Critical Self-Awareness

The roots of all successful action are based in critical self-awareness. I’ve learned this lesson over and over, conducting (yet another) mid-course correction because a program, project, or activity didn’t work. Standing in the middle of a car crash of an activity, it can be easy for me to blame all the external factors around me; however, I’ve never come across a successful solution that didn’t involve taking a long, hard look at myself. That position always gives me new insights that I can actually do something about?

This is true in my personal and professional lives. Looking at the (relatively few, wink, wink) times there have been messed up moments in my life at home or in relationships, there have been more than a few external factors I blame things on. The cat, old textbooks, ex-girlfriends, the mailman, bad hard drives, shoddy craftsmanship… There are a lot of things to blame my problems on! However, I can’t change those things- they have to change themselves. I can change me through self-examination, reflection, and supportive self-talk.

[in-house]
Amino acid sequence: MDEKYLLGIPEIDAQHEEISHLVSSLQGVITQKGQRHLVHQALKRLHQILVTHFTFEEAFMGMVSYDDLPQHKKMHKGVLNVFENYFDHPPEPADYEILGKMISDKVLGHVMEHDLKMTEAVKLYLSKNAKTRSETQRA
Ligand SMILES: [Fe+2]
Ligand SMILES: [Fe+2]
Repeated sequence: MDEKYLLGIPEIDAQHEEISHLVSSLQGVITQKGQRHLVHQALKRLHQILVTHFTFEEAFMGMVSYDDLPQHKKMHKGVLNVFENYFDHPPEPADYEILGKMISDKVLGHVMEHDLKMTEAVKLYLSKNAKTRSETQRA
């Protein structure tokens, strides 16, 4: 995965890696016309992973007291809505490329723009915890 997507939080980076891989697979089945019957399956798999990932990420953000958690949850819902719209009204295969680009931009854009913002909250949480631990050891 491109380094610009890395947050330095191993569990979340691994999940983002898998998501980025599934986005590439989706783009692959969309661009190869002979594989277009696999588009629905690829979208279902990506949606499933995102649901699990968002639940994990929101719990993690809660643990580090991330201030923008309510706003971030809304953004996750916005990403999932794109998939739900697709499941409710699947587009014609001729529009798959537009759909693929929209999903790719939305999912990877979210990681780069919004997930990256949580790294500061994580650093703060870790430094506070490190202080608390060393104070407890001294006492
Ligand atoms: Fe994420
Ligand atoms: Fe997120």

I believe this is the heart of Gandhi’s idiom, “Be the change you wish to see in the world.” Gandhi’s followers couldn’t compel the British Empire to change by words alone; they literally began making their own clothes in order to establish Indian self-reliance. They didn’t arrive at this type of radical self-ownership by blaming and finger-pointing. Instead, they took a long hard look at themselves.

In this same way, if we change ourselves we can change the world. The way to begin is through critical self-awareness.

— This is Adam Fletcher’s blog originally posted at For more see

Written by Adam Fletcher, this article was originally posted to Learn more at!

Published by Adam

For almost two decades, Adam F. C. Fletcher has led international outreach focused on engaging people successfully. Working with thousands of youth-serving nonprofits, K-12 schools, government agencies, international NGOs and other organizations around the world, his work spans the fields of education, public health, economic development and social services, and includes professional development, public speaking, publishing, social media and more. He founded the Freechild Institute for Youth Engagement, SoundOut and CommonAction, as well as writing more than 50 publications and 500 articles. He has also established 150-plus community empowerment projects.

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